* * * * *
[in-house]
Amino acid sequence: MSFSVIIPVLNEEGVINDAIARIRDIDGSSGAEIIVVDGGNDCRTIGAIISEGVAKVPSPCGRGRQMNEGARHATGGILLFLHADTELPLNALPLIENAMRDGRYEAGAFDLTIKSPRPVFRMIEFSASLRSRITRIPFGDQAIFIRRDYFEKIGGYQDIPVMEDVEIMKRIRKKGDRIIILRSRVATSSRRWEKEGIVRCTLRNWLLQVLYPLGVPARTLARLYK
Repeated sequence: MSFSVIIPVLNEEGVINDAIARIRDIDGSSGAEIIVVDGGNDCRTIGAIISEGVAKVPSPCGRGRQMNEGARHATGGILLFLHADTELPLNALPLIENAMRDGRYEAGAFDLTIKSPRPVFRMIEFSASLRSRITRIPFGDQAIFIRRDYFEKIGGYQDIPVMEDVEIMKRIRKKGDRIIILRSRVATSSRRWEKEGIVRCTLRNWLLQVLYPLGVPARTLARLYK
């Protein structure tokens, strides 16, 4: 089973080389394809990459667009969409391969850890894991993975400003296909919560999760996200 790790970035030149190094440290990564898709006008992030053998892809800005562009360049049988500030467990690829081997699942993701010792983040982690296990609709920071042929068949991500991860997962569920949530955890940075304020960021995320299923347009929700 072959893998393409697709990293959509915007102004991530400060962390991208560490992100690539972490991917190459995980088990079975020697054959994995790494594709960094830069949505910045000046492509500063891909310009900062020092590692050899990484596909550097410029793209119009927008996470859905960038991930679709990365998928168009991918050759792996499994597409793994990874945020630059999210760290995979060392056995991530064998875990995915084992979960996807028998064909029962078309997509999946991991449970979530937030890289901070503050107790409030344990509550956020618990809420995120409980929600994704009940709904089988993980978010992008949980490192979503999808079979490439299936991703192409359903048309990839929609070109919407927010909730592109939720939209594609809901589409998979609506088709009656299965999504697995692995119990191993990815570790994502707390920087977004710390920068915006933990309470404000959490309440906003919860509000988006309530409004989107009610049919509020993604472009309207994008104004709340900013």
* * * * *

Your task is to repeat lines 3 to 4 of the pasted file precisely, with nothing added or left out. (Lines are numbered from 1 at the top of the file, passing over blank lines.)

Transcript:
Repeated sequence: MSFSVIIPVLNEEGVINDAIARIRDIDGSSGAEIIVVDGGNDCRTIGAIISEGVAKVPSPCGRGRQMNEGARHATGGILLFLHADTELPLNALPLIENAMRDGRYEAGAFDLTIKSPRPVFRMIEFSASLRSRITRIPFGDQAIFIRRDYFEKIGGYQDIPVMEDVEIMKRIRKKGDRIIILRSRVATSSRRWEKEGIVRCTLRNWLLQVLYPLGVPARTLARLYK
């Protein structure tokens, strides 16, 4: 089973080389394809990459667009969409391969850890894991993975400003296909919560999760996200 790790970035030149190094440290990564898709006008992030053998892809800005562009360049049988500030467990690829081997699942993701010792983040982690296990609709920071042929068949991500991860997962569920949530955890940075304020960021995320299923347009929700 072959893998393409697709990293959509915007102004991530400060962390991208560490992100690539972490991917190459995980088990079975020697054959994995790494594709960094830069949505910045000046492509500063891909310009900062020092590692050899990484596909550097410029793209119009927008996470859905960038991930679709990365998928168009991918050759792996499994597409793994990874945020630059999210760290995979060392056995991530064998875990995915084992979960996807028998064909029962078309997509999946991991449970979530937030890289901070503050107790409030344990509550956020618990809420995120409980929600994704009940709904089988993980978010992008949980490192979503999808079979490439299936991703192409359903048309990839929609070109919407927010909730592109939720939209594609809901589409998979609506088709009656299965999504697995692995119990191993990815570790994502707390920087977004710390920068915006933990309470404000959490309440906003919860509000988006309530409004989107009610049919509020993604472009309207994008104004709340900013």